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Knives Out: Murder with a Twist

Updated: Dec 11, 2019

Secrecy around films is a difficult status to maintain in this current era of accessibility. Spoilers lurk around every turn on the internet, as well as in day to day chit-chat. A first-time viewing is a special experience that one can never replicate, especially regarding stories structured around a surprising plot twist. For some films, the less you know going into the screening, the better. Knives Out is one such film, as it provides a colorful collection of characters for an entertaining murder mystery.

The story is set at the residence of Harlan Thrombey (Christopher Plummer) a wealthy novelist who turns up dead soon after celebrating his 85th birthday. Called to the scene to investigate are Detective Benoit Blanc (Daniel Craig) and Lieutenant Elliot (LaKeith Stanfield). The pair interview Thrombey’s person

al nurse, Marta (Ana de Armas), as well as his visiting family members in an attempt to gain insight into what took place the night of his demise. These family members include his children, Linda (Jamie Lee Curtis), and Walt (Michael Shannon), his children in law, Joni (Toni Collette), Richard (Don Johnson), and Donna (Riki Lindhome), and his grandchildren, Ransom (Chris Evans), Meg, (Katherine Langford), and Jacob (Jaeden Martell). Foul play is suspected and everyone is a suspect.

The main strength of Knives Out is the plot which is cleverly crafted by writer/director Rian Johnson. The format of the typical murder mystery is a time-tested process that has been firmly established over the years in books and film, but Johnson plays with this structure to create a story with countless twists and turns to keep the audience on their toes until the end. The screenplay gets credit for its sharp dialogue and the original route it takes, but suffers from over-ambition during the back half where the plot becomes convoluted. In a genre where the final reveal is everything, the climax underwhelms and is unable to maintain the bar established during the introductory scenes.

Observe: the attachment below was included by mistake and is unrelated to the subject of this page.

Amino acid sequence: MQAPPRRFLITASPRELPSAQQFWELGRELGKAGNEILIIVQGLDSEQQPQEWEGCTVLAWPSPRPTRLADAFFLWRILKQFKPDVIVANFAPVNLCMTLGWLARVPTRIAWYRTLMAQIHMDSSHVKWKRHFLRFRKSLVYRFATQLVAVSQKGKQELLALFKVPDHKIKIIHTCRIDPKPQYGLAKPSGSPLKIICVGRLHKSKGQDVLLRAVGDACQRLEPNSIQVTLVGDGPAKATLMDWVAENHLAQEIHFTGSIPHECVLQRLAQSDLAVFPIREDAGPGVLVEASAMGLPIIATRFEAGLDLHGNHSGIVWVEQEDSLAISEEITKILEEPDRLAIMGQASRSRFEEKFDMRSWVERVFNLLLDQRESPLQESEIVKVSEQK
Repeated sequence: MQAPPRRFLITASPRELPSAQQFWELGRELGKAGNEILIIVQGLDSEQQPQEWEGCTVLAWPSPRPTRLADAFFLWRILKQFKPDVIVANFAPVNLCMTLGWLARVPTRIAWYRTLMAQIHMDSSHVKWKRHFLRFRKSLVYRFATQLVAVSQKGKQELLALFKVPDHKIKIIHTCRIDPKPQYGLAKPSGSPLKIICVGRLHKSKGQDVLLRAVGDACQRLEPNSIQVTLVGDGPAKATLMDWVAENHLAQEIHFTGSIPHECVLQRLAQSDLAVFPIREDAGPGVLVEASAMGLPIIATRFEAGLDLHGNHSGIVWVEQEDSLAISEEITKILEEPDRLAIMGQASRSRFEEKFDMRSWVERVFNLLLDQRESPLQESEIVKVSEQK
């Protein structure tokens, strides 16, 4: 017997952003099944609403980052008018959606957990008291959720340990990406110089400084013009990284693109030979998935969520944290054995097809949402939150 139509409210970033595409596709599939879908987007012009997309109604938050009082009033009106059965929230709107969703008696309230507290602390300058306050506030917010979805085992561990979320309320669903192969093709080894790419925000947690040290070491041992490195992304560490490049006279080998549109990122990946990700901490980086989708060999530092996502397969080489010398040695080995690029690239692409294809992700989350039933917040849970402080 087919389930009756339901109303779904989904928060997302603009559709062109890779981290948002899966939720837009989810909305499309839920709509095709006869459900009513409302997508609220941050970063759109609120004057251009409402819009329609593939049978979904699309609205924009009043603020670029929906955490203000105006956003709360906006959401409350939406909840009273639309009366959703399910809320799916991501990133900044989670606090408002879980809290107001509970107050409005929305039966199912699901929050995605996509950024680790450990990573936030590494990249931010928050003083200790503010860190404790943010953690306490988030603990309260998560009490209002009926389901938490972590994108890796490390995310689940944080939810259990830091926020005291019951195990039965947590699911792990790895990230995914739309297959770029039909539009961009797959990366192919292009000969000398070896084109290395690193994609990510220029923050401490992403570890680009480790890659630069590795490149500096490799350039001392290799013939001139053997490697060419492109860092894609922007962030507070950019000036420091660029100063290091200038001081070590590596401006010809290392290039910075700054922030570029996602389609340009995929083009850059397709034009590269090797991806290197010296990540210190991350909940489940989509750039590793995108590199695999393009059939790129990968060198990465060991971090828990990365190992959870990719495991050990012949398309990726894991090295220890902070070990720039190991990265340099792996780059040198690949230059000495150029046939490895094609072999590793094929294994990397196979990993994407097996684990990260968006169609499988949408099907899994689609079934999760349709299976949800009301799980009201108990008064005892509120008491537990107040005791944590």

The performances are entertaining, but none of the characters are given the necessary depth for the actors to work with. The detail provided to the players in this mystery is akin to the description cards used in a game of Clue. Daniel Craig and Toni Collette are able to take what they’re given the farthest, creating engaging portrayals that rise above the rest.

Overall, Knives Out is a whodunit that subverts genre expectations to tell an entertaining story filled with humor and colorful characters, yet fails to achieve its aspirations of being something more than simply a solid watch. The story possesses an unreliable narrator quality that thrives, but deviates from that path in favor of convoluted reveals. Still, the final product is an enjoyable one that invites repeat viewings. I give it 3 out of 5 stars and recommend it to anyone looking for a clever film that’ll keep you guessing.



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